Friday, January 7, 2011

A Match Made in . . . Stockton-on-Tees?

I live in a surprisingly sunny place for Washington State. We have 300 days of sun a year, and almost all of the 60 rainy days come between November and February. I hate these dark, dreary, drizzly days and tend to turn on far too many lights and crank up the heat to levels that would cause the more environmentally conscious to swoon. But if I’d been a nineteenth century miss, it would not have been nearly this easy to light a house or warm a room.

We’ve talked about the candles needed to brighten spaces and fireplaces needed to warm them. What was trickier was to actually light those candles and fireplaces. Early in the century, many households were still using some form of tinderbox. These metal boxes held a stone (often flint) and a piece of metal to strike against it to make a spark. They also held some form of tinder, such as fabric or small pieces of wood. The idea was to use the spark from the flint and steel to catch a piece of tinder on fire, then use it to light the candle or fireplace.

Tinderboxes gradually gave way to more mechanical methods of lighting tinder, such as strike-a-lights, which looked like a pistol. You inserted the tinder in the cylinder and pulled the trigger and the flint inside struck a spark and ignited the tinder. There were even smaller sizes to carry in your pocket so you could use them wherever you went. The biggest problems with tinderboxes were keeping them stocked with tinder and keeping that tinder dry enough to take the spark.

Another way to spark a light was to use a chemical process. Instantaneous light boxes and phosphorous boxes used vitriol and phosphorous, respectively. A stick of wood was inserted in the chemical and then struck against a surface to create friction. No more need to strictly dry tinder! Unfortunately, the chemicals could get quite messy, not to mention dangerous, if their bottles were broken.

In 1826, John Walker of Stockton-on-Tees, England, invented friction matches. A chemist and apothecary, he coated sticks with antimony sulfide, potassium, chlorate, gum, and starch. No more need to carry bottles! No more worries about wet tinder! The sticks would burst into flame when struck against anything. There lay the benefit and the danger. Now you could start a fire anywhere, anytime, even if the matches rubbed against fabric, say the inside of your pocket!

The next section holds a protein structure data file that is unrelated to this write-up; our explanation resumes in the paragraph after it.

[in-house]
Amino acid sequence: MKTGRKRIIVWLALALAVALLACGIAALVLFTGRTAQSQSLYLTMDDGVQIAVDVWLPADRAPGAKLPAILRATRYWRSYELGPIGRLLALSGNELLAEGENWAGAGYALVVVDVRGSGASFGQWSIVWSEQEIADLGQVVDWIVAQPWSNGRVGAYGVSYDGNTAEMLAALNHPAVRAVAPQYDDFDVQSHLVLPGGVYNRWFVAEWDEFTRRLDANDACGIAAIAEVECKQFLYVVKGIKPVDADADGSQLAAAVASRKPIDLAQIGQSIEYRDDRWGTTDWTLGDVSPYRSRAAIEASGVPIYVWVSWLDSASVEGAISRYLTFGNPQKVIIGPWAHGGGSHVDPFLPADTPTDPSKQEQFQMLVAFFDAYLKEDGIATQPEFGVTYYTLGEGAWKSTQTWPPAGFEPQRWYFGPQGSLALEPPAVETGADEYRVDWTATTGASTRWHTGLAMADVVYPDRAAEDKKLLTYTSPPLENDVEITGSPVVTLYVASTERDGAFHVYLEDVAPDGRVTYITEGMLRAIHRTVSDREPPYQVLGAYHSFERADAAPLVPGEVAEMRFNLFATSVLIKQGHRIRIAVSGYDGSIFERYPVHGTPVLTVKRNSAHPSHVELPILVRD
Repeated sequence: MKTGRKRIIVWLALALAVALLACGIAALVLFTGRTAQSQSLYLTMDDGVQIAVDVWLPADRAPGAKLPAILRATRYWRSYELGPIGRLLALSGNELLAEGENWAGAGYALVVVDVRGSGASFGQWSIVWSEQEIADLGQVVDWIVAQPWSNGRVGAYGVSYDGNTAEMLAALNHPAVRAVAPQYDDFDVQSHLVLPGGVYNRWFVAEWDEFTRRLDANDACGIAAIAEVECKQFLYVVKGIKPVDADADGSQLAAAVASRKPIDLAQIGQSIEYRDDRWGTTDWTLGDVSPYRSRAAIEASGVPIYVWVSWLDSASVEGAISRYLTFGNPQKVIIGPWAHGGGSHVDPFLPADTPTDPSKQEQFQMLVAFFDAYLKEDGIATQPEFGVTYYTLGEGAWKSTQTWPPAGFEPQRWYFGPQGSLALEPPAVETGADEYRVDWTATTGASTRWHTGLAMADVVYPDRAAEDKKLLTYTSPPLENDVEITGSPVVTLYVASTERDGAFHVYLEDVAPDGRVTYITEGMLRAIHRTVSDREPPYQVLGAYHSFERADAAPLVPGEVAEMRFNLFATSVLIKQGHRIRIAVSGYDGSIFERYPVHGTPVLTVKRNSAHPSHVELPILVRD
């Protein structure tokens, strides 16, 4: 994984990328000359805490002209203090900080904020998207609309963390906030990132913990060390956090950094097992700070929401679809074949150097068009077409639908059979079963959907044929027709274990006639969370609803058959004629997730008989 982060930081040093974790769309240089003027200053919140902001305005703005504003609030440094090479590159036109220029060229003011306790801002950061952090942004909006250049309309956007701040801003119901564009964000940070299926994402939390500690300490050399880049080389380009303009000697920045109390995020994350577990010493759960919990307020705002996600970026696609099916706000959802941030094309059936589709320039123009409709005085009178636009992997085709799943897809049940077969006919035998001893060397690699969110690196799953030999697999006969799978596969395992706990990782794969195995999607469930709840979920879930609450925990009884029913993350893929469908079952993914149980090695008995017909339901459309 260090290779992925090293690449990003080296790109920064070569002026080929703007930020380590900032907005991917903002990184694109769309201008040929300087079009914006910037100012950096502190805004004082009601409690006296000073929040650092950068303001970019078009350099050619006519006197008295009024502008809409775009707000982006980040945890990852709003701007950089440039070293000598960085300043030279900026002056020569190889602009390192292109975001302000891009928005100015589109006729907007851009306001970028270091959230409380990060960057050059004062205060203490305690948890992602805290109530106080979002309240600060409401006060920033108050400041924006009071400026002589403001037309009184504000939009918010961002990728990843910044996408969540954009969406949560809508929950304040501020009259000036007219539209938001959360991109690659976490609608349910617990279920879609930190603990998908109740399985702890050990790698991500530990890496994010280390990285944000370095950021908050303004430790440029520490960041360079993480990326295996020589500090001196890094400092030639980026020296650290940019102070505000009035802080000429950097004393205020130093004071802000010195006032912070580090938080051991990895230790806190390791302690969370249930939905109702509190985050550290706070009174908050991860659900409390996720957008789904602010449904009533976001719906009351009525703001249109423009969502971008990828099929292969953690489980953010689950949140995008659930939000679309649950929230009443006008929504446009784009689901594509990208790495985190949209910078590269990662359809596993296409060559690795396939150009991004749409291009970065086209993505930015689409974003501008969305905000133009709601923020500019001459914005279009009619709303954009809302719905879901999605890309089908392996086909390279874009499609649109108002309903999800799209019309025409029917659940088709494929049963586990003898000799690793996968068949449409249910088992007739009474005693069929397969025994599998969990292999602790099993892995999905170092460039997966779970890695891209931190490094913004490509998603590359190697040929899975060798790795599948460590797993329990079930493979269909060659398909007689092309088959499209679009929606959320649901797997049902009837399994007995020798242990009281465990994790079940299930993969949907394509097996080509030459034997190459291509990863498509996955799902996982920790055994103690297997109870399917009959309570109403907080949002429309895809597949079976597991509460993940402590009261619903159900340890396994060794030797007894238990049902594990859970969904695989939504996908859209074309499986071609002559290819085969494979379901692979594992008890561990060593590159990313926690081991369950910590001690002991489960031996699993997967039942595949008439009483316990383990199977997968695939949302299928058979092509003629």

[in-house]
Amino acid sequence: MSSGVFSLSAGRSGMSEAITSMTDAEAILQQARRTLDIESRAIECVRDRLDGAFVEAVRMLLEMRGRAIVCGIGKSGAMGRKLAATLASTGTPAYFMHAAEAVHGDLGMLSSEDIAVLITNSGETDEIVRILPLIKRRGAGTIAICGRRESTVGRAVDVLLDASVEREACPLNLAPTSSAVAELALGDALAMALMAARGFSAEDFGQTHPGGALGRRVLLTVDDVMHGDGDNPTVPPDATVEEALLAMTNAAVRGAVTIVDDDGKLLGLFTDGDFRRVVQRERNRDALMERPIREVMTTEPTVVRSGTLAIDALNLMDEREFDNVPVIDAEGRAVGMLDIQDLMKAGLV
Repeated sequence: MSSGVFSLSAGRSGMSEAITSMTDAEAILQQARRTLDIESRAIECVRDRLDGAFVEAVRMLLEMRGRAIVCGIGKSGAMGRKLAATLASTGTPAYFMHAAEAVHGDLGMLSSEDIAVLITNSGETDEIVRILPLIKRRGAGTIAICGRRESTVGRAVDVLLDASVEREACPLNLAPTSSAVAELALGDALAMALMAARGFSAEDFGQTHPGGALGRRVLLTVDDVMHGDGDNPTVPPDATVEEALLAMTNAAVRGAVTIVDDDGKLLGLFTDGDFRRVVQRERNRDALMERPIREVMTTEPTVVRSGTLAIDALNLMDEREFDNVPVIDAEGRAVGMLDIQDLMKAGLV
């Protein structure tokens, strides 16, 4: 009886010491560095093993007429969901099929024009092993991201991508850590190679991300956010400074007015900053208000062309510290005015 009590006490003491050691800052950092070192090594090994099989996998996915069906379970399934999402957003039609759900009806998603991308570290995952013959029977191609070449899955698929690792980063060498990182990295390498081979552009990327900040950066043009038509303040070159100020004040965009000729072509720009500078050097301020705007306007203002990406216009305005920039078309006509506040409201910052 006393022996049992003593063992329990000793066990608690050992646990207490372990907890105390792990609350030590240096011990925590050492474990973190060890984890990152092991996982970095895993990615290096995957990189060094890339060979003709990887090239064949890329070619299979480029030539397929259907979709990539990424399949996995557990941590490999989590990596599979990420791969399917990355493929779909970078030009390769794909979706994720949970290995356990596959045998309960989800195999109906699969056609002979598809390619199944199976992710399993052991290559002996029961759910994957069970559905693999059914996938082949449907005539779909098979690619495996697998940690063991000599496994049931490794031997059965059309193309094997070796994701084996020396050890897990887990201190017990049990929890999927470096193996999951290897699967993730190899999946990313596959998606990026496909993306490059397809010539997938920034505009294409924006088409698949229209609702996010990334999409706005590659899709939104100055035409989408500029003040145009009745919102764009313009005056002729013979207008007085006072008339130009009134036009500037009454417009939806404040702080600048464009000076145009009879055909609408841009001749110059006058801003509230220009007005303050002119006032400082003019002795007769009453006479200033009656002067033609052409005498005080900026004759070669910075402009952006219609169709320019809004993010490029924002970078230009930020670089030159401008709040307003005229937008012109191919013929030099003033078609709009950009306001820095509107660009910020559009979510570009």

Still, friction matches were popular enough that silversmiths and other artisans rushed to create match safes, metal boxes and cylinders to keep the matches from igniting until you were ready. The safes were still used to protect matches when safety matches came until widespread use in Britain, after 1862. Don’t you love this one from 1895 in the head of a gentleman’s cane?

Makes you appreciate that light switch on the wall, eh?


Anonymous said...

That gentleman's cane is fantastic. I feel covetous. :) Also, it could be used for a plot point ... maybe a gentleman gets imprisoned somewhere with no source of light, but aha! the villains forgot to take his cane away! or something. :)

Nice post!

Regina Scott said...

Thanks, Emily! And I share your covetousness. :)

Jane Charles said...

I love these posts. I used a tinder box in one of my WIPs but at the time I couldn't find the information I was looking for. This post really makes me appreciate lighters. Love the cane.

QNPoohBear said...

How fascinating! I have a great appreciation for electric light. In the 19th century some of my ancestors lived in Northern Norway, above the Arctic Circle where it's dark most of the time in winter.

Regina Scott said...

Jane, yes, even a lighter would be easier than a tinderbox. I guess if I'd always used one, I might be good at it, but I'm guessing I'd always be the one in the dark.

And QNPoohBear, no way could I live where it's dark all winter! My stepdaughter lives in Anchorage, and I know she misses the sun too!

AnneB said...

I think the early matches were called lucifers, weren't they? Or was that only in the US?

Joanna Waugh said...

Great minds think alike, Regina! Every month, I post factoids to the front page of my website. My January factoid was about the invention of matches as well but, somehow, I missed the information about the gentleman's cane. Wonderful stuff!

Regina Scott said...

AnneB, you're right. Walker called them Congreves after the Congreve Rocket, but someone else ran with his idea and marketed them as lucifers.

Joanna--too funny! Maybe we were both looking out our windows at the dark skies when inspiration struck. :-)

Dara said...

Wow!It's amazing how far we've come in less than 200 years!